Cincinnati wide receiver Chad Johnson already has stated he does not plan to attend the Bengals' voluntary offseason conditioning program that starts Monday.
But he is not going to be alone.
Cincinnati's other Pro Bowl wide receiver, T.J. Houshmandzadeh, also is expected to skip the start of the voluntary conditioning program for some of the same reasons Johnson is not attending.
It sets up one of the stickiest situations in the NFL, an issue that threatens to hang over the team until and through training camp.
Cincinnati has two Pro Bowl wide receivers, each of whom believes he is underpaid, each of whom wants a new deal, each of whom is expected to be absent from Paul Brown Stadium for the start of Monday's offseason drills.
Houshmandzadeh is in the final year of four-year contract that is scheduled to pay him a base salary of $2.525 million. He failed to show up to the Bengals' offseason conditioning program last season and, without a new deal before this year's offseason conditioning program, Houshmandzadeh is not about to attend now. It is the reason he is not expected Monday or anytime shortly thereafter.
Cincinnati already has wrestled with the best way to handle the Johnson situation; it has made it known to any team that calls the team that the Bengals will not, under any circumstance, trade Johnson. They refuse to 86 "85." So now the Bengals are assured of having at least one unhappy wide receiver.
The interesting part is, will they have two? Unlike Johnson, Houshmandzadeh never has had his deal restructured in Cincinnati. Unlike Johnson, who has three years left on his contract, Houshmandzadeh has only one.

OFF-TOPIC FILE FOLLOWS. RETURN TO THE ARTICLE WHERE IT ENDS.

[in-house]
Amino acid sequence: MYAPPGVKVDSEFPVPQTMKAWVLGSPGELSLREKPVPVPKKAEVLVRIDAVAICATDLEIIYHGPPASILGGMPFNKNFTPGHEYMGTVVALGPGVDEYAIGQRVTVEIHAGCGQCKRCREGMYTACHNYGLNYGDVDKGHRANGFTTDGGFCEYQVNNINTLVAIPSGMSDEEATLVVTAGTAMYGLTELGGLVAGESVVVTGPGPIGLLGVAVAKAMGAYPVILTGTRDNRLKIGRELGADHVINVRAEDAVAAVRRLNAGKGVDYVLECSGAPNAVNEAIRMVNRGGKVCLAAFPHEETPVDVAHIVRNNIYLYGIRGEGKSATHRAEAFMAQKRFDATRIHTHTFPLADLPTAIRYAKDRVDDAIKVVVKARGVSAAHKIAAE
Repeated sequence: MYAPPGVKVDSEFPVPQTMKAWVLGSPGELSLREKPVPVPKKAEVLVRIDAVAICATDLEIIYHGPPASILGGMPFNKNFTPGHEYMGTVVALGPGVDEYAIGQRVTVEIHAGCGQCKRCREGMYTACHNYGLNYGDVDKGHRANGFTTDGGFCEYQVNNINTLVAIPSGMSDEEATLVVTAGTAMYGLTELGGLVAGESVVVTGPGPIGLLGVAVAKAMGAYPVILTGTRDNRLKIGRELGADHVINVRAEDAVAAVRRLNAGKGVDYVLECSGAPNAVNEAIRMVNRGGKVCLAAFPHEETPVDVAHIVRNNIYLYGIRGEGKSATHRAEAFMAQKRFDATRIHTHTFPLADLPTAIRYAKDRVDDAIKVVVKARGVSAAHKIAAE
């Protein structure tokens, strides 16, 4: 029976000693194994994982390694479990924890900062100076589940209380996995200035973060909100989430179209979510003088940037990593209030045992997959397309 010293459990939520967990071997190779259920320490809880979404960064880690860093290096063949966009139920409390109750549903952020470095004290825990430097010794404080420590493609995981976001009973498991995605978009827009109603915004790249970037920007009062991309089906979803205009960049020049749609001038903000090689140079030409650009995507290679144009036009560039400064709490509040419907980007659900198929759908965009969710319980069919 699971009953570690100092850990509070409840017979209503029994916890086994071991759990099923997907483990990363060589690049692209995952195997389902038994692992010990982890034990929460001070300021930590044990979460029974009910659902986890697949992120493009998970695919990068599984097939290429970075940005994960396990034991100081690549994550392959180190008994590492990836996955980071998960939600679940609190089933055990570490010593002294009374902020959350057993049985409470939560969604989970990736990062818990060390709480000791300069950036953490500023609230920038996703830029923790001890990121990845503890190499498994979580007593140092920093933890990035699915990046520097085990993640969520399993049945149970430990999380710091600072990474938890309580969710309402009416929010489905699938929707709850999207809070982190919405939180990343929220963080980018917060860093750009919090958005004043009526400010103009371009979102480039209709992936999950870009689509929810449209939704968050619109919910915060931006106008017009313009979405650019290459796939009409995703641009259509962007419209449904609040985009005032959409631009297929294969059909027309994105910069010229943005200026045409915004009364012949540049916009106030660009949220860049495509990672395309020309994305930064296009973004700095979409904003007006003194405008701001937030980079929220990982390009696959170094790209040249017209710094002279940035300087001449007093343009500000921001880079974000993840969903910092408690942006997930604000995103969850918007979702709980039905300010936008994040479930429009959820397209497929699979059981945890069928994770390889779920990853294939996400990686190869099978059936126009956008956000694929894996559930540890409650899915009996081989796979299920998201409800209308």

But Houshmandzadeh and Johnson appear to have made their decision in regard to next week and this offseason. It's up to the Bengals to make theirs.
Here is the player Vic Carucci has the Rams selecting in his latest mock draft:
2. St. Louis Rams: Jake Long -- Jake Long could very well be this year's Joe Thomas, who made the Pro Bowl as a rookie. Long had a dominant collegiate career. He has an excellent combination of size, strength, and athleticism, all of which resulted in a highly impressive showing at the combine.
A potential No. 2
No one likes to come in second. But the best time to be No. 2 is in the NFL Draft.
The Rams have made plans to bring Dorsey to St. Louis on Sunday, April 13 for a two-day visit. The Rams have spoken highly of Dorsey, who is expected to be a top-five pick. Some have raised questions about the condition of his knees, but at the combine, Dorsey laughed off those questions and insisted he was fine.
His Pro Day comes Wednesday, March 26, in Baton Rouge, La., where the Rams will be in attendance. But they want to see more of Dorsey in St. Louis next month.
With his retirement, Troy Vincent no longer was eligible to serve as president of the NFL Players Association.
But he is expected to be named assistant executive director of the NFLPA and eventually become the successor to NFLPA executive director Gene Upshaw.
To succeed Vincent as president of the NFLPA, the union elected Titans veteran center Kevin Mawae, who had served on the organization's executive committee.
But the NFLPA also is going through other significant organizational changes as well. Former safety Robert Griffith and tight end Ernie Conwell each retired from the NFL, leaving the NFLPA's executive committee with three openings including Mawae's.
Filling those NFLPA executive committee openings are New Orleans quarterback Drew Brees, New England linebacker Mike Vrabel and Denver cornerback Dominique Foxworth.
Now, at a time when many teams are reshaping their rosters, the NFLPA has done the same.
Armstead, a five-time Pro Bowl linebacker, recently joined Rosenhaus Sports, opting to work with agents Drew and Jason Rosenhaus.
Rarely does a former Pro Bowl player become an agent, but Armstead became convinced when he watched Rosenhaus Sports negotiate over $440 million worth of deals this offseason.
After his NFL playing career ended in 2003, Armstead later served one season on the Giants coaching staff. But Armstead figured he'd rather help manage players than coach them, and he took the unique career steps he did.